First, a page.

A professor of intellectual history at Yale, Shore spent many of her formative years as an academic traversing the region, from Prague to Krakow, Bratislava to Budapest, Warsaw to Kiev, learning languages and immersing herself in local cultures. The Taste of Ashes is a chronicle of these times – a personal record interwoven with historical primers and vignettes, which unobtrusively provide context and clarity to the broad cultural, historical, and ideological terrain that Shore explores.

Particularly remarkable is the book’s unabashed honesty, rare for a work of its type. A flowing, conversational memoir, this is not simply a survey of post-communist Eastern Europe, but the story of a young scholar’s acculturation through path-beating travel and intimate human interaction.


System destroyed, people remain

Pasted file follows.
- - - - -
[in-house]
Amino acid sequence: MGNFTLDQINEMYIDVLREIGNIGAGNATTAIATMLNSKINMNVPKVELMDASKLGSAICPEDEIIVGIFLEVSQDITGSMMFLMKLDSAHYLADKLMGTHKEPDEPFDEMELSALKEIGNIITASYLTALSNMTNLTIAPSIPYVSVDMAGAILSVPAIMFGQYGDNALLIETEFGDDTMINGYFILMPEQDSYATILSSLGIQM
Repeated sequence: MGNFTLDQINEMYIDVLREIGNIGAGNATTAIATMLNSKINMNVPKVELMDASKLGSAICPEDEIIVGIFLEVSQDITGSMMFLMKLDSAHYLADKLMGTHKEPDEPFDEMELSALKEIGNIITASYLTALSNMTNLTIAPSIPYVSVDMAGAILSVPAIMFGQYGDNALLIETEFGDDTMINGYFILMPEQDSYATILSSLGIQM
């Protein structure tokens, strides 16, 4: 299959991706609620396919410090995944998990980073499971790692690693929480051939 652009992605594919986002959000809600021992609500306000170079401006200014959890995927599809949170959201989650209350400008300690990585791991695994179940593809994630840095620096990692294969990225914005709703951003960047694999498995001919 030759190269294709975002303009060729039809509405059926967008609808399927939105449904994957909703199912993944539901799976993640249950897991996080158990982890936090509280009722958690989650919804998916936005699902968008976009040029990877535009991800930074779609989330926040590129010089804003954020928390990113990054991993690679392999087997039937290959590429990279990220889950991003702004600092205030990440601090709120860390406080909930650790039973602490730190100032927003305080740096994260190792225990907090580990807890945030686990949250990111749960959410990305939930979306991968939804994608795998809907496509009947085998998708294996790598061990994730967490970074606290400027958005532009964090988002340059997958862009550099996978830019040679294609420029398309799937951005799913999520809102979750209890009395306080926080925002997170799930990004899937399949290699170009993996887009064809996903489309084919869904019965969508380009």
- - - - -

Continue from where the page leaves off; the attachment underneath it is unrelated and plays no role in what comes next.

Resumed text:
Shore paints a multifaceted picture through these human relationships. Some, such as the young Slovak parliamentarian Miloš have made out well on democratisation, gaining social status and wealth. Others, such as the elderly Czech couple Shore rents a room from in Prague, bemoan the precarious transition to Capitalism and its threat to their pensions, as well as the arrival of freedoms – uncensored literature, rock concerts, open borders – that they have no use for. "For their generation," Shore laments, "the revolution had come too late."